When agency cannot be revoked or terminated?

Agent has exercised authority partly: The principal cannot revoke the authority given to his agent after the authority has been partly exercised so far as regards such acts and obligations arise from acts already done in the agency (Sec204).


1) A authorizes B to buy 1,000 bales of cotton on account of A and to pay for it out of A’s money remaining in B’s hands. B buys 1,000 bales cotton in his own name, so as to make him self personally liable for the price. A cannot revoke B’s authority so far as regards payment for the cotton.
2) A authorizes B to buy 1,000 bales of cotton on account of A, and to pay for it out of A’s money remaining in A’s name, and so as not render personally liable for the price. A can revoke B’s authority to pay for the cotton.

Section 222 provides that the principal shall indemnify the agent, this rule is therefore based on the principle that when the agent has exercised his authority partly on behalf of the principal and incurred liabilities and obligations, principal cannot withdraw and leave the agent alone to face liabilities and obligations.

Agency coupled with interest: (Sec 202) Where the agent has himself an interest in the property which forms the subject matter of the agency, the principal cannot revoke agent’s authority to the prejudice of such interest. The parties may however contract otherwise. Where the authority provides benefit to the agent, it is agency coupled with interest. An authority coupled with interest is generally irrevocable.


1) A gives authority to B to sell A’s land, and to pay himself, out of the proceeds the debt due to him from A. A cannot revoke this authority, nor it be terminated by his insanity or death.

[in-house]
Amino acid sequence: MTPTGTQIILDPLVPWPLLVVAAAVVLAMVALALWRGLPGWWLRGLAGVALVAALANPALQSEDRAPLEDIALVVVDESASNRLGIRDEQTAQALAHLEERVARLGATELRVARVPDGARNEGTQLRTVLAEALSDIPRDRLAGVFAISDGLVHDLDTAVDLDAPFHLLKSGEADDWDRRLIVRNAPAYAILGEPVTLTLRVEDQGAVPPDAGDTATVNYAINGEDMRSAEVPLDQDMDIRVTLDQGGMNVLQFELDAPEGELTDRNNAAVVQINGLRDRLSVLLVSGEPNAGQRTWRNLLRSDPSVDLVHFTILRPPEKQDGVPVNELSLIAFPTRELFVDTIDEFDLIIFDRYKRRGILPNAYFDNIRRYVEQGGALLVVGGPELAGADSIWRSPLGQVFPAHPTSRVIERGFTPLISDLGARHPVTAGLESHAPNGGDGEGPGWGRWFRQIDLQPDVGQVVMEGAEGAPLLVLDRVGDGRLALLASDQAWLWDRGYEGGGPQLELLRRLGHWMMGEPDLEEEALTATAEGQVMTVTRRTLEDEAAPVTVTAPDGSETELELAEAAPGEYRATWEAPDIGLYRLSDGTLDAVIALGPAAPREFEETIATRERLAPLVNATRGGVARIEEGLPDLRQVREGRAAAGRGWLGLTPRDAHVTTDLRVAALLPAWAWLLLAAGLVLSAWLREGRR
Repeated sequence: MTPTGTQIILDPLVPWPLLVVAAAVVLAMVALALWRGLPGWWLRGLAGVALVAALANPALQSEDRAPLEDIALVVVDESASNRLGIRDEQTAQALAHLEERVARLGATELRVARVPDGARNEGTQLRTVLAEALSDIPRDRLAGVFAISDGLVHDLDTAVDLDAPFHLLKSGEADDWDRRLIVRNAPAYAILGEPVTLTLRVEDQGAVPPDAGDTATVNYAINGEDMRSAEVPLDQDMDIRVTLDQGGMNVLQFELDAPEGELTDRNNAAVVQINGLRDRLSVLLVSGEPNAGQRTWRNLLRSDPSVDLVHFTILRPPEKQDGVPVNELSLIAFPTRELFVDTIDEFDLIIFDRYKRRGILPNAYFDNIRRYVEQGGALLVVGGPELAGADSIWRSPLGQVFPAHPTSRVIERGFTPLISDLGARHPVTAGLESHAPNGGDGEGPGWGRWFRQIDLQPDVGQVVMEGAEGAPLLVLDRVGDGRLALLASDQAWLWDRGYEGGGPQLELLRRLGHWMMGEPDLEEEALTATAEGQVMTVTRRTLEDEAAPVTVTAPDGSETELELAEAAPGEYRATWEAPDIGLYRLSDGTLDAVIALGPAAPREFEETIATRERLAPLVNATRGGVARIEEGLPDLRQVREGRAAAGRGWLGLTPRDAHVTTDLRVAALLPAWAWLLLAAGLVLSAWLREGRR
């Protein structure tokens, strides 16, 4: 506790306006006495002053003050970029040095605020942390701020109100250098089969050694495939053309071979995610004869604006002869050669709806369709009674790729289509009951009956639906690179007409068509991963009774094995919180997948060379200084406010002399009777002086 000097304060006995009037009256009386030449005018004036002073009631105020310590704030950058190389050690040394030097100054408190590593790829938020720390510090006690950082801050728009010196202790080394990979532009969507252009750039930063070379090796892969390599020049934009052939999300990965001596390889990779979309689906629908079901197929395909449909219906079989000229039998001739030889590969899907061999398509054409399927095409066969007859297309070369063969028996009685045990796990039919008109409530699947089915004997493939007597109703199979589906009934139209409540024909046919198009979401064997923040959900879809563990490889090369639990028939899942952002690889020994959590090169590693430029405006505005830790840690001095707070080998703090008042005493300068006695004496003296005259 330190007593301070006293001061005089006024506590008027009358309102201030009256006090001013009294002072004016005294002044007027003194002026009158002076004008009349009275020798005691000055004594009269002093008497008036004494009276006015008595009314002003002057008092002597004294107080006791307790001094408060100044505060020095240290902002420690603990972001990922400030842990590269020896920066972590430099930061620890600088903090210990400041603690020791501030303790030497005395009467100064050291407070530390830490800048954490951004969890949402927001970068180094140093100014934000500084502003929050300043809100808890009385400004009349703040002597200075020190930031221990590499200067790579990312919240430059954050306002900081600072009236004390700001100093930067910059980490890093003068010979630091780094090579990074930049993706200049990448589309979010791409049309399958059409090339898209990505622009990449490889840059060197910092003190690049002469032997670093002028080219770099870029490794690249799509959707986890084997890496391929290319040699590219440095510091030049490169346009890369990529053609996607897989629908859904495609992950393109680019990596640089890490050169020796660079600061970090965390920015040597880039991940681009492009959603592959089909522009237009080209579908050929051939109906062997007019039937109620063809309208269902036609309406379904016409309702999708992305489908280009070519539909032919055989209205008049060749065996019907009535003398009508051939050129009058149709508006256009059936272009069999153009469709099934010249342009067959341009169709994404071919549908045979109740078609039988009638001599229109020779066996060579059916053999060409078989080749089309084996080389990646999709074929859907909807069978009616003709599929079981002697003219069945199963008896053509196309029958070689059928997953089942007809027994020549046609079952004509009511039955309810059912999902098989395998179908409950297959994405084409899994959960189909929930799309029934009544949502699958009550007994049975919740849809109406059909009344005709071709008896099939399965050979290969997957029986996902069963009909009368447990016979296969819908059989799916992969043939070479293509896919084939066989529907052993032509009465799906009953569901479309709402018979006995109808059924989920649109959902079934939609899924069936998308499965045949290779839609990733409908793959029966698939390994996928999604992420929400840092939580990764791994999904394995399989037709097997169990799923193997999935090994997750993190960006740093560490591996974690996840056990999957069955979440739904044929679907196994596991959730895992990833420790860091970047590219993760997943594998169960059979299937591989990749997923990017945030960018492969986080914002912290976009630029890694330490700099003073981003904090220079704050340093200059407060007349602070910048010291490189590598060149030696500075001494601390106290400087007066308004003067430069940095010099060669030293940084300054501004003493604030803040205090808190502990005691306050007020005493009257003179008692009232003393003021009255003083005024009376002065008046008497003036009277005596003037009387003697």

2) A consigns 1,000 bales of cotton to B, who has made advances to him on such cotton, and desires B to sell cotton; and to repay himself out of the price, the amount of his own advances. A cannot revoke the authority, nor is it terminated by his insanity or death.

The above illustrations show that agent has an interest in the transaction. Where the authority gives some benefit to the agent, such authority is irrevocable. Interest in the property would include interest by way of security, lien or any special right or interest. For example, A is appointed by B to recover a sum of money due by C to B, and to pay himself, out of the amount so recovered, the debts due to him from the principal. B cannot revoke A’s authority has A an interest in the subject matter of the agency.

Interest could be inferred from the language of the document and from the course of dealings between the parties. Interest of the agent must exist at the time of creation of the agency.

When agent is personally liable: When agent incurs personal liability, the agency cannot be revoked.

When revocation takes effect?

Revocation of authority terminates the agent’s authority. The termination of the authority takes effect as regards the agent, after it becomes known to him. As regards third persons, termination of authority takes after it becomes known to them (Sec 208).

Where agent is allowed to remain in possession of the premises for purposes of carrying on agency business of a company, on termination of agency, agent has no right to remain in possession of premises. Agent is not entitled to interfere with company’s business.


1) A directs B to sell goods for him and agrees to give B, 5 percent commission on the price fetched by the goods. A afterwards by letter, revokes B’s authority. B, after the letter is sent, but before he receives it, sells the goods for Rs 100. The sale is binding on A and B is entitled to five rupees as his commission.
2) A, at Madras, by letter, directs to sell for him some cotton lying in a warehouse in Bombay and afterwards by letter, revokes his authority to sell and directs B to send the cotton to Madras. B, after receiving the second letter, enters into a contract with C, who knows of the first letter, but not of the second, for the sale to him of the cotton. C pays B the money, with which B absconds. C’s payment is good as against A.
3) A directs B, his agent, to pay certain money to C, A dies; and D takes out probate to his will. B, after A’s death but before hearing of it, pays the money to C. The payment is good against D, the extreme.

The termination of the authority of an agent causes the termination of the authority of all sub-agents appointed by him (Sec 210).